Pavco’s controversial mixed-use tower at 777 Pacific Boulevard, the southeast corner of its BC Place Stadium property next to a future intersection with West Georgia, received its rezoning approval from Vancouver City Council late this afternoon, but it comes with strict stipulations.
This project is one of three taller towers permitted for the intersection, which is part of the Northeast False Creek Plan approved by City Council in February. These taller towers are intended to create a ‘landmark’ gateway for West Georgia Street’s new ceremonial landing at the edge of False Creek.
The provincial crown corporation’s slender, mixed-use project calls for a maximum floor area of 400,000 sq. ft. and a building height of 400 ft, including the added height permitted under the General Policy for Higher Buildings that intrudes into the view cones going over the site.
Under previous zoning, the maximum height for the site allows 300 ft, but it would entail a wider design to accommodate a similar floor area.
Residential spaces will be located within the tower floors, while the lower podium levels will contain commercial spaces.
Voting along party lines, with Vision Vancouver majority in favour and Non-Partisan Association (NPA) councillors opposed, City Council approved the project under the framework of an amendment that requires Pavco to design an architecturally unique building with market rental homes, if it is to pursue a height of 400 ft. This requirement does not exist for the shorter, wider 300-ft-tall option.
“I do think it is important to make the developer meet a higher test, and in this instance, there needs to be societal good,” said Vision Councillor Raymond Louie, who proposed the amendment and estimated it could produce about 400 rental units.
“It is a fair compromise given that it is a minimal incursion into the views,” he added.
A representative with Pavco said the crown corporation needs to do more analysis to determine what the building will look like and whether 100% rental units is financially viable. She said Pavco appreciates that the 300-ft-tall option still exists.
The final design for the project will be made public in the project’s upcoming development permit stage.
But some councillors asserted that there should not be any intrusion into the view cones, even if it provides rental housing supply.
“The City of Vancouver and its place, nestled in the mountains, often referred to as a jewel, is very important,” said the NPA’s George Affleck. “And the view corridors were meant to temper the design that we have, to create some openness and how our city looks amongst the mountains. We are tampering the beauty of our city for the long-term.”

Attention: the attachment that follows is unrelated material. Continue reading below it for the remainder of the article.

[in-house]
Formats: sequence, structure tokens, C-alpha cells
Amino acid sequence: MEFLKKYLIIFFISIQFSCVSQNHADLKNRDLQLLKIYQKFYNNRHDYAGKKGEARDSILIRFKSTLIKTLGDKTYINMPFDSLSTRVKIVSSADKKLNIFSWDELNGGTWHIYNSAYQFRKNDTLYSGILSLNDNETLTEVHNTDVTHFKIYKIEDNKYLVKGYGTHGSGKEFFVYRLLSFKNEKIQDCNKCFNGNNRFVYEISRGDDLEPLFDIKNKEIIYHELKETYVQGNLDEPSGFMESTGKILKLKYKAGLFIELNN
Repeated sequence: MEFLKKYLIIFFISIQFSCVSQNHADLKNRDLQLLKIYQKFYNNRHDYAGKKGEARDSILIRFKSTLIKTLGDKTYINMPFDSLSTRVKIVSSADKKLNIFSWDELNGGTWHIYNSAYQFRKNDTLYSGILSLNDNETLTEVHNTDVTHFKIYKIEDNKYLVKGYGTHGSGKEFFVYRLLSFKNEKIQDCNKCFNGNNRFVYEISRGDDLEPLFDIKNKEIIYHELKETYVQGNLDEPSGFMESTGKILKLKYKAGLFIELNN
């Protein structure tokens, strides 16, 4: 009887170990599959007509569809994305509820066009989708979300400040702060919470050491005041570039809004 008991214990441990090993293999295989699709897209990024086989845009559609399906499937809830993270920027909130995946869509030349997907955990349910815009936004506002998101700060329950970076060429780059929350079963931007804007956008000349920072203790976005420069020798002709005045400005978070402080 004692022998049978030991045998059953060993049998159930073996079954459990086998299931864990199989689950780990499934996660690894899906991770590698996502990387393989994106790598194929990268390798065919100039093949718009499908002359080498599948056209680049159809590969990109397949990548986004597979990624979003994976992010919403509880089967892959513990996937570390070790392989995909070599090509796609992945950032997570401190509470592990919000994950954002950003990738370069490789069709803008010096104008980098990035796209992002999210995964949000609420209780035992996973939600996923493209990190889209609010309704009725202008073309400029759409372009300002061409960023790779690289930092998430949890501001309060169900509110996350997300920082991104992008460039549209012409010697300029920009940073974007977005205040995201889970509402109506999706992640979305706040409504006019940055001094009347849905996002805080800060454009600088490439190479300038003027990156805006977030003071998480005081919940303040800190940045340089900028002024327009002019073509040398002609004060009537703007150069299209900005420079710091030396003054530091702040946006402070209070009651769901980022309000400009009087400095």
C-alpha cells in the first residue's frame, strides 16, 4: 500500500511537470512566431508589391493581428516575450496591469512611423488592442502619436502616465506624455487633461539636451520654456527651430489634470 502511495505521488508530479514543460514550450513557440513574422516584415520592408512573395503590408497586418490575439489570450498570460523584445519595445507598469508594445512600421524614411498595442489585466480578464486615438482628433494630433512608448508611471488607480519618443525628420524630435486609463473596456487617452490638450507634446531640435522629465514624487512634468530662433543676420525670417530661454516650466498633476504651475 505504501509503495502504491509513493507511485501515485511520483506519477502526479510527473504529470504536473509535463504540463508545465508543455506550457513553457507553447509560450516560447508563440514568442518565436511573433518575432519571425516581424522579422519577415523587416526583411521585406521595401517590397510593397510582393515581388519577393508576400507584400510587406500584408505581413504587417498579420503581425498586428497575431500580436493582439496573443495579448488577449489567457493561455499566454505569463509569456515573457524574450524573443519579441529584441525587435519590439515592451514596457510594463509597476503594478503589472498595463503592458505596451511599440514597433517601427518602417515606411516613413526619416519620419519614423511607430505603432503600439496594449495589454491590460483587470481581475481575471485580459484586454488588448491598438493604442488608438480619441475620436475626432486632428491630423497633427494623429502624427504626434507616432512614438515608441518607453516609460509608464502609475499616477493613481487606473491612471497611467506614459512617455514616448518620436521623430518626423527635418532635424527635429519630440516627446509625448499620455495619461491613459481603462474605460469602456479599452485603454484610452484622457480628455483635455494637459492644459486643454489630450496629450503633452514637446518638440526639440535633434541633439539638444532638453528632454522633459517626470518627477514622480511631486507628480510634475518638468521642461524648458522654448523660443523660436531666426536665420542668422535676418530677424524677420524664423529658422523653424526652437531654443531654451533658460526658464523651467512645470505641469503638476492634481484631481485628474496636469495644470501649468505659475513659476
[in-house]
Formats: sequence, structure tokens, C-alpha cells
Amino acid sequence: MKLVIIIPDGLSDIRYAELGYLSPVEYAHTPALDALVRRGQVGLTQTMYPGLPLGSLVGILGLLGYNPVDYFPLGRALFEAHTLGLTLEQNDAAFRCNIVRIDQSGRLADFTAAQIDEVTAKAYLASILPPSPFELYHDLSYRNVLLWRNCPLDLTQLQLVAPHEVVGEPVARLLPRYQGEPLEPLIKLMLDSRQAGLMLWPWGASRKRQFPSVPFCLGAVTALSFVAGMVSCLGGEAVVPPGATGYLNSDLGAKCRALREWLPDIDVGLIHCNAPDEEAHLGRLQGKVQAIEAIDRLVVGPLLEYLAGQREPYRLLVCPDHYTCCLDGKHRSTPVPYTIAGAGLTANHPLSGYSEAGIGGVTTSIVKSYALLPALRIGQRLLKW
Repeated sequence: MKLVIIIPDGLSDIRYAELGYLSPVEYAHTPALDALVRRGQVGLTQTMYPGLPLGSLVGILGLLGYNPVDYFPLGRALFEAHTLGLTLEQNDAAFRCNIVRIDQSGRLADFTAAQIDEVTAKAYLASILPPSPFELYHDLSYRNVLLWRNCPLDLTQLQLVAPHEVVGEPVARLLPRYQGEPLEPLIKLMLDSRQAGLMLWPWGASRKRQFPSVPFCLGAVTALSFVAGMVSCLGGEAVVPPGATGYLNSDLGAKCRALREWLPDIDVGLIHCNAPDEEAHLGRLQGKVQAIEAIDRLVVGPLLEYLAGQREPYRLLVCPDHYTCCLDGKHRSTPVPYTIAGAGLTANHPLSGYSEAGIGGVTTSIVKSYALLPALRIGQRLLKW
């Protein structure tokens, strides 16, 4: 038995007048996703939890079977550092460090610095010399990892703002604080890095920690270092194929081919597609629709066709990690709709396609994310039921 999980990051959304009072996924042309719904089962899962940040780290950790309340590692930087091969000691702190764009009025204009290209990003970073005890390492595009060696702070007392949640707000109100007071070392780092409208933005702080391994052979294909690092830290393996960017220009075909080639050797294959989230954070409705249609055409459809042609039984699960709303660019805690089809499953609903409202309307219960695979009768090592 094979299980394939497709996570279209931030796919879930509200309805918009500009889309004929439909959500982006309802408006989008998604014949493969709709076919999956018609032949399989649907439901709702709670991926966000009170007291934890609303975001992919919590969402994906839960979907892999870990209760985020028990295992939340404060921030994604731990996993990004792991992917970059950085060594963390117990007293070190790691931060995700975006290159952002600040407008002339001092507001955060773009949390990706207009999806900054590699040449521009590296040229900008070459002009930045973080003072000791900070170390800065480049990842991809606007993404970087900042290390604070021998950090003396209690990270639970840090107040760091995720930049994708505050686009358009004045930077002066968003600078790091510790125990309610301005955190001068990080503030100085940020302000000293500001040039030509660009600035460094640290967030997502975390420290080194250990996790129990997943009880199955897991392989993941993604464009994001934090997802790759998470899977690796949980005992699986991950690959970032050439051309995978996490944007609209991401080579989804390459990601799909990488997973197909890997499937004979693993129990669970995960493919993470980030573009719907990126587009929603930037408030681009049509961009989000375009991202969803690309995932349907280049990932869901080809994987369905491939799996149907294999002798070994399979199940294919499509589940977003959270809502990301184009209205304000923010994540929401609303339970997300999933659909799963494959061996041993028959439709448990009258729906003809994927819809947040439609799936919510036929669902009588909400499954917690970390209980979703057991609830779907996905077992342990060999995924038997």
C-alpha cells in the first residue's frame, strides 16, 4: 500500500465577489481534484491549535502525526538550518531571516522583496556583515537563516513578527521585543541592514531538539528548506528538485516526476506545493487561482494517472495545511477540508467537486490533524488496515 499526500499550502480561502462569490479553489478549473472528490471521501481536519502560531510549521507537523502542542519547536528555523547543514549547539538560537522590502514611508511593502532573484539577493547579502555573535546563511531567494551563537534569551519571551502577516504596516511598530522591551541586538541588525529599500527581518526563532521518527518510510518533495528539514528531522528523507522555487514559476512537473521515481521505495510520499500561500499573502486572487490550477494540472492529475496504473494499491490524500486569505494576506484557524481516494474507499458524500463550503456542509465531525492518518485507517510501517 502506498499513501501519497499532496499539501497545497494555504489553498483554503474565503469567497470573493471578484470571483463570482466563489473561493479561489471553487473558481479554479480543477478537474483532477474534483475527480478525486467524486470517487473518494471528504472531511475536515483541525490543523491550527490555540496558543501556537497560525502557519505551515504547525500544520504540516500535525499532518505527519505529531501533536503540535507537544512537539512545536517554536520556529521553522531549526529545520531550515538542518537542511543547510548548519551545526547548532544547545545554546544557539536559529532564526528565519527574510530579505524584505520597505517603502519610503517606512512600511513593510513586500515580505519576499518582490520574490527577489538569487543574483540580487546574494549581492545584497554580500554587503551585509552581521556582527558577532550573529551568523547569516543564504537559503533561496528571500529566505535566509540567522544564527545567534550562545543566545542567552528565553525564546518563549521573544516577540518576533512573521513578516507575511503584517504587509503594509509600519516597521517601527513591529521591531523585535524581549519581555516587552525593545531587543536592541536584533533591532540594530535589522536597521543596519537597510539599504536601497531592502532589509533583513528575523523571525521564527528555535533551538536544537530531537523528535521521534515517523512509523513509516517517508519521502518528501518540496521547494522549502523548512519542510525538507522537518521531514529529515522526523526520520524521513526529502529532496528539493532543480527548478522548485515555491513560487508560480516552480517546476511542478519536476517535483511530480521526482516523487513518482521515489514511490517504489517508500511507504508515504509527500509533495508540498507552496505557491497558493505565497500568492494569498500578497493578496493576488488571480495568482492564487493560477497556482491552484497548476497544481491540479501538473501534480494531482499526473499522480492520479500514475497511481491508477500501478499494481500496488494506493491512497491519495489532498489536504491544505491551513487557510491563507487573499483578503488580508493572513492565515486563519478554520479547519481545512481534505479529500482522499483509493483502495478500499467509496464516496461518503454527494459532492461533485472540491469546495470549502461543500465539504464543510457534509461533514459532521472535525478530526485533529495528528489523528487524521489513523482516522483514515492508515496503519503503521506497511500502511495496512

The Green Party’s Adriane Carr had similar comments over the impact to the views of the mountains, and she also added that the $514-million, taxpayer-funded renovation to BC Place Stadium should not be counted towards the community amenity contributions of the tower.
“I don’t believe anyone would believe that is the trade off we’d be making,” said Carr. “We’d expect that a building of this size and scope, we’d be getting community amenity contributions.”
In 2008, City Council made an agreement with Pavco to allow for the development of the site in exchange for the stadium renovations, even though the crown corporation was not obligated to request permission from the municipal government as the developments are on provincial government property.
The development of this site with a residential tower and another site on the western end of the stadium with Parq Vancouver casino resort were intended to help fund the cost of the stadium renovations.
The Pavco representative noted that “the public benefit [of the tower] has been paid on the stadium,” and any inclusion of rental housing would also be considered as an extra public benefit. Additionally, City staff say they consider Pavco’s allowance of a statutory right-of-way through its lands for the new West Georgia Street ramp to connect the street with Pacific Boulevard as a public benefit of the project.
Vision’s Andrea Reimer added: “The amenity was given 10 years ago [through the stadium renovation]. The reality is whether we were here or not, whether we voted for it or not, we in good faith must discharge the commitments by the City made at the time.”
On the matter of the view cone intrusion, City planning staff say the recommended view cone intrusion with the 400-ft-tall height is far less than the intrusion made by the Shangri-La Hotel, Trump International Hotel & Tower Vancouver, One Wall Centre, and a number of other towers.
They also prefer a taller, slender tower over a shorter, wider tower as it protects the highly limited views of the iconic BC Place Stadium roof from False Creek.
“I appreciate the view cones from time to time, and I appreciate the advocacy over the years. This Council has certainly protected view cones and added view cones to parts of the city that were previously unprotected,” said Mayor Gregor Robertson, who also commented that trees and even traffic lights have a greater impact on the view cones from certain perspectives.
“I think in this situation, we’re faced with a choice of a microscopic incursion into the view corridors for a future public benefit of rental housing and settling an obligation on BC Place for the investment there.”
City Council has yet to review the rezoning application for Concord Pacific’s portion of the Northeast False Creek redevelopment, which includes the remaining two taller towers of the intersection.